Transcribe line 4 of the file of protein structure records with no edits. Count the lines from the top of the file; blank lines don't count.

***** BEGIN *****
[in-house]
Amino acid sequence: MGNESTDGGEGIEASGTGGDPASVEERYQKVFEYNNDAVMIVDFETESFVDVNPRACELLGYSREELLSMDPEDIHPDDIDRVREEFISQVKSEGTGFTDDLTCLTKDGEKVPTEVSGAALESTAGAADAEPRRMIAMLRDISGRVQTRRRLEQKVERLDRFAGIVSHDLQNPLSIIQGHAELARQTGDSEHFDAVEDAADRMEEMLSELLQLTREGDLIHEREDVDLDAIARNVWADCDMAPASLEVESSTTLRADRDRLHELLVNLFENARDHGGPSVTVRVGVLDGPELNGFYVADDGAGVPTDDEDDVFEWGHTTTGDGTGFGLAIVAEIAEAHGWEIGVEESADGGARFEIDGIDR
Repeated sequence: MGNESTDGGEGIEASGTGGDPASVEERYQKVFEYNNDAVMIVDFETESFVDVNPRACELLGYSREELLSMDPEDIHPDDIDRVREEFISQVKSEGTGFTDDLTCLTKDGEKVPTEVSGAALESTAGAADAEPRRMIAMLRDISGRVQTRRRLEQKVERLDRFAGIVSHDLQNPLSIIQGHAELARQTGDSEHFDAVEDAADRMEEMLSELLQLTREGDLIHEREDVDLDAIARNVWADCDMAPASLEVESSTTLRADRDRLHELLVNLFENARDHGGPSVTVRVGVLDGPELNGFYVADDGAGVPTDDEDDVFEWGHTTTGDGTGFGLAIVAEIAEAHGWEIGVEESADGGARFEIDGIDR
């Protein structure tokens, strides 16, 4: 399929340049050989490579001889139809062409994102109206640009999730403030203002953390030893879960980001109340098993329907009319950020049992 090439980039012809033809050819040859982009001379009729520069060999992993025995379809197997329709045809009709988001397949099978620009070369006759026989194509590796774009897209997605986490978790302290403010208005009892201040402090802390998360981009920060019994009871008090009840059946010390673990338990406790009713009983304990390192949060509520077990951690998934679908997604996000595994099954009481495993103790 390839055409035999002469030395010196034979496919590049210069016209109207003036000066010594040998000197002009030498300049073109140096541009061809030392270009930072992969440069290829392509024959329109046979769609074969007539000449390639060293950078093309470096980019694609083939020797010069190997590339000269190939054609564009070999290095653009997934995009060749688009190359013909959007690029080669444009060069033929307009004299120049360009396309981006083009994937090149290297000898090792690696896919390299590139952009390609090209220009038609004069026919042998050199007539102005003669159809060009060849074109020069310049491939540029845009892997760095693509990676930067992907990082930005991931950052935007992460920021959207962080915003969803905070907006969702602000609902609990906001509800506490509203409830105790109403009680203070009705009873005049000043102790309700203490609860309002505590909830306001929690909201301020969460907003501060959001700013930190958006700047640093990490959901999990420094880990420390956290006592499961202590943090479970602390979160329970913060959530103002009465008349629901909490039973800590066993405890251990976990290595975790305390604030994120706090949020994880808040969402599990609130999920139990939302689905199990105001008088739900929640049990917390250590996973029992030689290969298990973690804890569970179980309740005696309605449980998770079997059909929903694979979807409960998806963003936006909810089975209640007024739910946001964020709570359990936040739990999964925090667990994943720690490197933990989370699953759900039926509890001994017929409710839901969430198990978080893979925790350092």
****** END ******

């Protein structure tokens, strides 16, 4: 399929340049050989490579001889139809062409994102109206640009999730403030203002953390030893879960980001109340098993329907009319950020049992 090439980039012809033809050819040859982009001379009729520069060999992993025995379809197997329709045809009709988001397949099978620009070369006759026989194509590796774009897209997605986490978790302290403010208005009892201040402090802390998360981009920060019994009871008090009840059946010390673990338990406790009713009983304990390192949060509520077990951690998934679908997604996000595994099954009481495993103790 390839055409035999002469030395010196034979496919590049210069016209109207003036000066010594040998000197002009030498300049073109140096541009061809030392270009930072992969440069290829392509024959329109046979769609074969007539000449390639060293950078093309470096980019694609083939020797010069190997590339000269190939054609564009070999290095653009997934995009060749688009190359013909959007690029080669444009060069033929307009004299120049360009396309981006083009994937090149290297000898090792690696896919390299590139952009390609090209220009038609004069026919042998050199007539102005003669159809060009060849074109020069310049491939540029845009892997760095693509990676930067992907990082930005991931950052935007992460920021959207962080915003969803905070907006969702602000609902609990906001509800506490509203409830105790109403009680203070009705009873005049000043102790309700203490609860309002505590909830306001929690909201301020969460907003501060959001700013930190958006700047640093990490959901999990420094880990420390956290006592499961202590943090479970602390979160329970913060959530103002009465008349629901909490039973800590066993405890251990976990290595975790305390604030994120706090949020994880808040969402599990609130999920139990939302689905199990105001008088739900929640049990917390250590996973029992030689290969298990973690804890569970179980309740005696309605449980998770079997059909929903694979979807409960998806963003936006909810089975209640007024739910946001964020709570359990936040739990999964925090667990994943720690490197933990989370699953759900039926509890001994017929409710839901969430198990978080893979925790350092």